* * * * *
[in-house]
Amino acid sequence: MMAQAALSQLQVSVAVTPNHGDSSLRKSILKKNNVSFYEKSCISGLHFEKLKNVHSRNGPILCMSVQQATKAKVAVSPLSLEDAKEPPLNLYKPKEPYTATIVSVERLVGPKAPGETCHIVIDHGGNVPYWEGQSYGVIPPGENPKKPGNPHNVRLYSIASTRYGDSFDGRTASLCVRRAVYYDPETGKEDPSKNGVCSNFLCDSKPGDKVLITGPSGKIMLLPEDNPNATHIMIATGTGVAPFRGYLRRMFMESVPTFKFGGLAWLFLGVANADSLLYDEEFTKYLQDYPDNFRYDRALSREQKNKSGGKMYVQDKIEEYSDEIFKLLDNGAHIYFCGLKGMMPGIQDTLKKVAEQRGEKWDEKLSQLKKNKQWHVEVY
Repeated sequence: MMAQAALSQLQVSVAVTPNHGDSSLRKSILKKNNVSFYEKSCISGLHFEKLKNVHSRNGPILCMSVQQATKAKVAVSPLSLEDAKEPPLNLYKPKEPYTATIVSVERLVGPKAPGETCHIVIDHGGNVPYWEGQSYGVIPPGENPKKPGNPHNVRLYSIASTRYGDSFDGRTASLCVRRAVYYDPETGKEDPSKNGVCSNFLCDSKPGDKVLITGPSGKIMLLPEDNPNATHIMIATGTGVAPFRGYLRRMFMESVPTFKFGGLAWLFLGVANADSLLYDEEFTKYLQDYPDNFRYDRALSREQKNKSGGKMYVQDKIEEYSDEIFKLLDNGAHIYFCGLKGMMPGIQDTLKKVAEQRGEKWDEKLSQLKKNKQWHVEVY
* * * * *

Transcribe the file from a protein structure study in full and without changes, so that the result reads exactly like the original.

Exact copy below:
[in-house]
Amino acid sequence: MMAQAALSQLQVSVAVTPNHGDSSLRKSILKKNNVSFYEKSCISGLHFEKLKNVHSRNGPILCMSVQQATKAKVAVSPLSLEDAKEPPLNLYKPKEPYTATIVSVERLVGPKAPGETCHIVIDHGGNVPYWEGQSYGVIPPGENPKKPGNPHNVRLYSIASTRYGDSFDGRTASLCVRRAVYYDPETGKEDPSKNGVCSNFLCDSKPGDKVLITGPSGKIMLLPEDNPNATHIMIATGTGVAPFRGYLRRMFMESVPTFKFGGLAWLFLGVANADSLLYDEEFTKYLQDYPDNFRYDRALSREQKNKSGGKMYVQDKIEEYSDEIFKLLDNGAHIYFCGLKGMMPGIQDTLKKVAEQRGEKWDEKLSQLKKNKQWHVEVY
Repeated sequence: MMAQAALSQLQVSVAVTPNHGDSSLRKSILKKNNVSFYEKSCISGLHFEKLKNVHSRNGPILCMSVQQATKAKVAVSPLSLEDAKEPPLNLYKPKEPYTATIVSVERLVGPKAPGETCHIVIDHGGNVPYWEGQSYGVIPPGENPKKPGNPHNVRLYSIASTRYGDSFDGRTASLCVRRAVYYDPETGKEDPSKNGVCSNFLCDSKPGDKVLITGPSGKIMLLPEDNPNATHIMIATGTGVAPFRGYLRRMFMESVPTFKFGGLAWLFLGVANADSLLYDEEFTKYLQDYPDNFRYDRALSREQKNKSGGKMYVQDKIEEYSDEIFKLLDNGAHIYFCGLKGMMPGIQDTLKKVAEQRGEKWDEKLSQLKKNKQWHVEVY